Tag Archives: Vaccinium macrocarpon

454-463 A. Karlsons, A. Osvalde, G. Čekstere and J. Pormale
Research on the mineral composition of cultivated and wild blueberries and cranberries
Abstract |
Full text PDF (744 kB)

Research on the mineral composition of cultivated and wild blueberries and cranberries

A. Karlsons*, A. Osvalde, G. Čekstere and J. Pormale

Institute of Biology, University of Latvia, Laboratory of Plant Mineral Nutrition, Miera street 3, Salaspils, LV-2169 Salaspils municipality, Latvia
*Correspondence: andis.karlsons@lu.lv

Abstract:

European cranberry (Vaccinium oxycoccos L.) and European bilberry (Vaccinium myrtillus L.) are among the most popular wild-harvested fruits in Latvia, traditionally used in folk-medicine and food. The commercial cultivation of American cranberry (Vaccinium macrocarpon Ait.) and highbush blueberry (Vaccinium corymbosum L.) was successfully started during last 20 years. With a berry production increase due to considerable hectarage of plantings and growing consumer interest in health-improving foods cultivated blueberries and cranberries have found a place in a daily intake as an excellent source of phenolic and nutritive compounds, vitamins and minerals. As the chemical composition of Vaccinium spp. has an important implication on human health, detailed information on the nutritional content of berries are of special importance. The aim of this study was to compare the contents of twelve biologically essential elements (N, P, K, Ca, Mg, S, Fe, Mn, Zn, Cu, Mo, B) in berries of four Vaccinium species: cultivated and wild blueberries (Vaccinium corymbosum and Vaccinium myrtillus) and cranberries (Vaccinium macrocarpon and Vaccinium oxycoccus). Together 136 (leaf and berry) samples were collected from 7 main cranberry and blueberry producing sites and 17 native woodland areas and bogs in Latvia. A comparison of wild and cultivated species showed similar concentrations for the macroelements K, Ca and S in cranberry and N, P in blueberry fruits. While statistically significant differences were found for N, P and Mg in case of cranberries and Ca, K, Mg and S for blueberries. The research revealed statistically significant differences of most micronutrients in cultivated and wild berries. Plant leaf and fruit analysis revealed the organ-specific distribution of mineral elements in all species studied. In most of the cases, leaf analysis supported concentration differences in fruits.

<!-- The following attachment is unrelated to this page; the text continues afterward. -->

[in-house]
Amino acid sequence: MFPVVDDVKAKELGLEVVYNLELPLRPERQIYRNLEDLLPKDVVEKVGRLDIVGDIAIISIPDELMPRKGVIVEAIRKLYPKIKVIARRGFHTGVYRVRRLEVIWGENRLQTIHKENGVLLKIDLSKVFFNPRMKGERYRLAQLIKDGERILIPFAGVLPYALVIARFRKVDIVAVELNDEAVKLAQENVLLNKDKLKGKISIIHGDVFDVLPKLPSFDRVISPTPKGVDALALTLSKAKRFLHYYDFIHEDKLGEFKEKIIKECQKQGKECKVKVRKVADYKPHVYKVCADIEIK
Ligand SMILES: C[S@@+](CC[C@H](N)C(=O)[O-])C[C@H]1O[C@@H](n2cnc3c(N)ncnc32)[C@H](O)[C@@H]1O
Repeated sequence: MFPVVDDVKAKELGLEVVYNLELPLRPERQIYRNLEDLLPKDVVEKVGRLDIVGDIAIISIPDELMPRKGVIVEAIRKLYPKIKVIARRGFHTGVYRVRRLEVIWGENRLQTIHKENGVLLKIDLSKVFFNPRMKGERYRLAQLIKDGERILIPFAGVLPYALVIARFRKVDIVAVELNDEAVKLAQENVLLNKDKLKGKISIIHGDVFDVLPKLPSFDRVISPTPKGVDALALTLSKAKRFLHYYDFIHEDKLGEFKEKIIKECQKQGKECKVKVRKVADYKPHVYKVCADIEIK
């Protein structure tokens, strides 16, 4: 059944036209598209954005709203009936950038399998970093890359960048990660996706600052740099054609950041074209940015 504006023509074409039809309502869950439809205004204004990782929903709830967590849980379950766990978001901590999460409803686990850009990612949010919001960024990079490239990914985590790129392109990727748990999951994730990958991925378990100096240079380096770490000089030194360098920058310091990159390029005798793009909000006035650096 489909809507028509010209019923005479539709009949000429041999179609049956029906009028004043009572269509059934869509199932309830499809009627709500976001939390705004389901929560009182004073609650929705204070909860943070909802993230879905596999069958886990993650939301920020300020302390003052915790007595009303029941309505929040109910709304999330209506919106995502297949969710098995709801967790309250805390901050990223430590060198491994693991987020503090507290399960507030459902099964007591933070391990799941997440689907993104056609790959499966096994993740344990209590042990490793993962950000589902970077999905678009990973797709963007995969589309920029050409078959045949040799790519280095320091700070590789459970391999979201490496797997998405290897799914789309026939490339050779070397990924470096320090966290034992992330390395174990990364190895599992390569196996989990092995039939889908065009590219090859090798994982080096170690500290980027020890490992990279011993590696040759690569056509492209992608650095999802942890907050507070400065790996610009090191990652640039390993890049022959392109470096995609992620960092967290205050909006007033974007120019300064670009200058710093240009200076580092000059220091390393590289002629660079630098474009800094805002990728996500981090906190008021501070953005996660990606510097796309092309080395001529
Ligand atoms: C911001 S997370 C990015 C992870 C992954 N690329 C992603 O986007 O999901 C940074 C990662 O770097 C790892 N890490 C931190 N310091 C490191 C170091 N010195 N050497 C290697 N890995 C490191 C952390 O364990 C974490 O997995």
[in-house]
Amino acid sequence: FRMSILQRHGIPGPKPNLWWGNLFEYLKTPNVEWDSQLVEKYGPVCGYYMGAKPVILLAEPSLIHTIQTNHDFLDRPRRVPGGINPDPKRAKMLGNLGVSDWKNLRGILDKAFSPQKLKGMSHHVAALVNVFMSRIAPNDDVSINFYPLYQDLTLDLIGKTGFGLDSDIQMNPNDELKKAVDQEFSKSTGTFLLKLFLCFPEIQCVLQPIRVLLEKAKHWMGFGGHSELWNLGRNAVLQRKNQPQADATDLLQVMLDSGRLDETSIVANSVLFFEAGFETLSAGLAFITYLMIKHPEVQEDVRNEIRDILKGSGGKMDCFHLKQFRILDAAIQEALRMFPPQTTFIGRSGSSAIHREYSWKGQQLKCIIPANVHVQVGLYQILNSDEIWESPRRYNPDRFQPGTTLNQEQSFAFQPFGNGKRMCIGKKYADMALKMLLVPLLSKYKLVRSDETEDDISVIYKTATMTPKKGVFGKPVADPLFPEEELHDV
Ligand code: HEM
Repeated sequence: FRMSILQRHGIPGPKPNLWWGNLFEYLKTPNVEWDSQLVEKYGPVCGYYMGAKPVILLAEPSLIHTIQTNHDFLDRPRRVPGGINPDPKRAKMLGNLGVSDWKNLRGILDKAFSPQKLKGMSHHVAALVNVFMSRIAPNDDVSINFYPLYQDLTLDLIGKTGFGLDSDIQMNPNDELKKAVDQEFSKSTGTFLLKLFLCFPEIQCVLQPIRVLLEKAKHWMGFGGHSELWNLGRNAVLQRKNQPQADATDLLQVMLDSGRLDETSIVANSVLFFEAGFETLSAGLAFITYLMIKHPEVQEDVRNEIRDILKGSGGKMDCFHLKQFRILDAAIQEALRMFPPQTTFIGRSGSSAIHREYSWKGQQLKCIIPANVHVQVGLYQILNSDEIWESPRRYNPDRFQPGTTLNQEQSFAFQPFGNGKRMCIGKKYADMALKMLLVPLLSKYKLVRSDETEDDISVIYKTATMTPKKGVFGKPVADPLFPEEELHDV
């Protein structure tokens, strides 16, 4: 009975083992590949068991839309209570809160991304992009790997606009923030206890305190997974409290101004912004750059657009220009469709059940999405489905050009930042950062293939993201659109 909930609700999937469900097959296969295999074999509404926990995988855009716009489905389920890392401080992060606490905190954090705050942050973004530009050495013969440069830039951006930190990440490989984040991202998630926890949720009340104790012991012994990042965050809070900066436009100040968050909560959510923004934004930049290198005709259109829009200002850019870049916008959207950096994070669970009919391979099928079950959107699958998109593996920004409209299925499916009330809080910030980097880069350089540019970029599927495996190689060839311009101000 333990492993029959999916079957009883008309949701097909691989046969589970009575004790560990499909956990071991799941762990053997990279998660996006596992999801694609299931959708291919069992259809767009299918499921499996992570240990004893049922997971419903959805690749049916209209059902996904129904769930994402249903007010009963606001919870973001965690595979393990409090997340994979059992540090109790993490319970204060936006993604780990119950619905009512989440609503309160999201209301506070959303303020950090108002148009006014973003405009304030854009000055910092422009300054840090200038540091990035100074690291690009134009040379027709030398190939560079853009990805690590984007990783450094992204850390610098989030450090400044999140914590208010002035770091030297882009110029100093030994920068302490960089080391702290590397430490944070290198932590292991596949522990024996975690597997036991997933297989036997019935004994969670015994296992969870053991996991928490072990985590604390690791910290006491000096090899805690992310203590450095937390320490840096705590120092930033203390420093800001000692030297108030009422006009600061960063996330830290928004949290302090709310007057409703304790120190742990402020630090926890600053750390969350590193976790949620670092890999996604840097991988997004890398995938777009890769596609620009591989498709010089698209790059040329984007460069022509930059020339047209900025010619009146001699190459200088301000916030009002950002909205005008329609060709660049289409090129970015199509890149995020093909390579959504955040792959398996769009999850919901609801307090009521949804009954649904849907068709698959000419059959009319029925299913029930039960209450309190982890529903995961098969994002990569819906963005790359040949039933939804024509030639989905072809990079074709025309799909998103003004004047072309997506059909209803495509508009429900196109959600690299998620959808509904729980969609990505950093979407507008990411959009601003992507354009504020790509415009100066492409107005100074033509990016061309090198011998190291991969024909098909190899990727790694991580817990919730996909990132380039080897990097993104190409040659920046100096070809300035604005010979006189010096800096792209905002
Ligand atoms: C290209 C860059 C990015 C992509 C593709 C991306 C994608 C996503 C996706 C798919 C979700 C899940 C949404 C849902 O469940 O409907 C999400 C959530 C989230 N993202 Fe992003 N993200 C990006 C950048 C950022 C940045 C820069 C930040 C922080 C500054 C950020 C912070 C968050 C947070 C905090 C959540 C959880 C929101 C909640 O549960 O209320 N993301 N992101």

Key words:

, , , ,




1316–1329 L. Klavins, J. Kviesis, M. Klavins
Comparison of methods of extraction of phenolic compounds from American cranberry (Vaccinium macrocarpon L.) press residues
Abstract |
Full text PDF (525 kB)

Comparison of methods of extraction of phenolic compounds from American cranberry (Vaccinium macrocarpon L.) press residues

L. Klavins, J. Kviesis, M. Klavins*

University of Latvia, 19 Raina Blvd., LV–1586, Riga, Latvia
*Correspondence: maris.klavins@lu.lv

Abstract:

American cranberries (Vaccinium macrocarpon L.) contain significant quantities of
various phenolic compounds. Most of these compounds are recovered when berry juice is
produced. However, a considerable part of polyphenols remain in berry press residues and are
discarded as food industry waste. The aim of the study was to compare the methods of extraction
of polyphenols (ultrasound, microwave-assisted, Soxhlet) from press residues of American
cranberry. The impact of main extraction parameters (e.g., extraction time, solid/solvent ratio,
solvent type) on the yield of extracted polyphenols. Ultrasound-assisted extraction showed the
highest potential from all studied methods, given its fast, convenient use and low cost. Aqueous
ethanol and methanol in the presence of acid (anthocyanin extractions should be assisted with
trifluoroacetic acid, polyphenol extractions – with HCl) were assessed as the best solvents for
extraction. The obtained extracts were characterised using the Folin-Ciocaulteu method for
determination of total phenolics and the pH-differential method for determination of total
anthocyanins, and UPLC–PDA was used to determine the content of individual anthocyanins.
Cyanidin-3-O-arabinoside, peonidin-3-O-galactoside, peonidin-3-O-glucoside and peonidin-3-
O-arabinoside were identified as the main anthocyanins in cranberry press residue extracts.

Key words:

, , , , ,